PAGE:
Daniel Pink wrote an interesting piece about research that shows how people are more creative when “they tackled the problem on behalf of others rather than for themselves.”

It seems that “the more remote the recipient [is from the person providing the solution], the more innovative the gift. (Which might explain why many of use are useless in choosing gifts for our spouses and partners.)”

We have all experienced this at one time or another. Have you noticed how clearly we seem to understand and solve problems experienced by acquaintances or even television/movie characters?

“When we think of situations or individuals that are distant – in space, time, or social connection – we think of them in the abstract. But when those things are close – near us physically, about to happen, or standing beside us – we think about them concretely.”

“Over the years, social scientists have found that abstract thinking leads to greater creativity. That means that if we care about innovation we need to be more abstract and therefore more distant. But in our businesses and our lives, we often do the opposite. We intensify our focus rather than widen our view. We draw closer rather than step back.”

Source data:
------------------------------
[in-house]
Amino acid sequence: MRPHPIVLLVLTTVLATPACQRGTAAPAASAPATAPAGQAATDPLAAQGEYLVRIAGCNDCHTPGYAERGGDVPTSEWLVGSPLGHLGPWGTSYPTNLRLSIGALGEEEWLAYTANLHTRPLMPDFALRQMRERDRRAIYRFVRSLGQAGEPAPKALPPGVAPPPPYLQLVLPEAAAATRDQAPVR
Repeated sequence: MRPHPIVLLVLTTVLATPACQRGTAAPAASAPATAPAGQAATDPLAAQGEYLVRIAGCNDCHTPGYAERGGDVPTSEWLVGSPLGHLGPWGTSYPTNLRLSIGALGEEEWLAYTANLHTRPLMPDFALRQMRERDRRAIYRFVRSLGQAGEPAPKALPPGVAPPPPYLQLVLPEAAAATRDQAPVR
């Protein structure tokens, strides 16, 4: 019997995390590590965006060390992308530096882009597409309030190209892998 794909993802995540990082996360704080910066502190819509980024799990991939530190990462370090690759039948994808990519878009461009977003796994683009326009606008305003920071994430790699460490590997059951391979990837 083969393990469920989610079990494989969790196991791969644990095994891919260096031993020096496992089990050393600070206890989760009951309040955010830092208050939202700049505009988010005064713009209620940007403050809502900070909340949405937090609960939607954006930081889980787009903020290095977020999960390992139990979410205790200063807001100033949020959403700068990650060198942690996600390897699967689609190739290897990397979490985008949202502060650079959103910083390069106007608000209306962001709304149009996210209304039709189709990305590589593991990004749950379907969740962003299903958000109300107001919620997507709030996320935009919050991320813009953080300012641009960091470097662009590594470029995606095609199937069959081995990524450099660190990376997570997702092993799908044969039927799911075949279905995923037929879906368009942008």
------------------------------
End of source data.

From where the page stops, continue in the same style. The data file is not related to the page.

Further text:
It seems that abstract thinking is the key to creative problem solving. And abstract thinking is only possible when we are not intimately involved in the problem, which inevitably forces a focused, concrete, and sometimes emotionally-charged approach. Put another way, when we are in flight-or-fight mode, we are less able to think in the abstract.

Daniel Pink provided several suggestions for how to improve your organisation’s creative problem solving ability:

The article is well worth a read.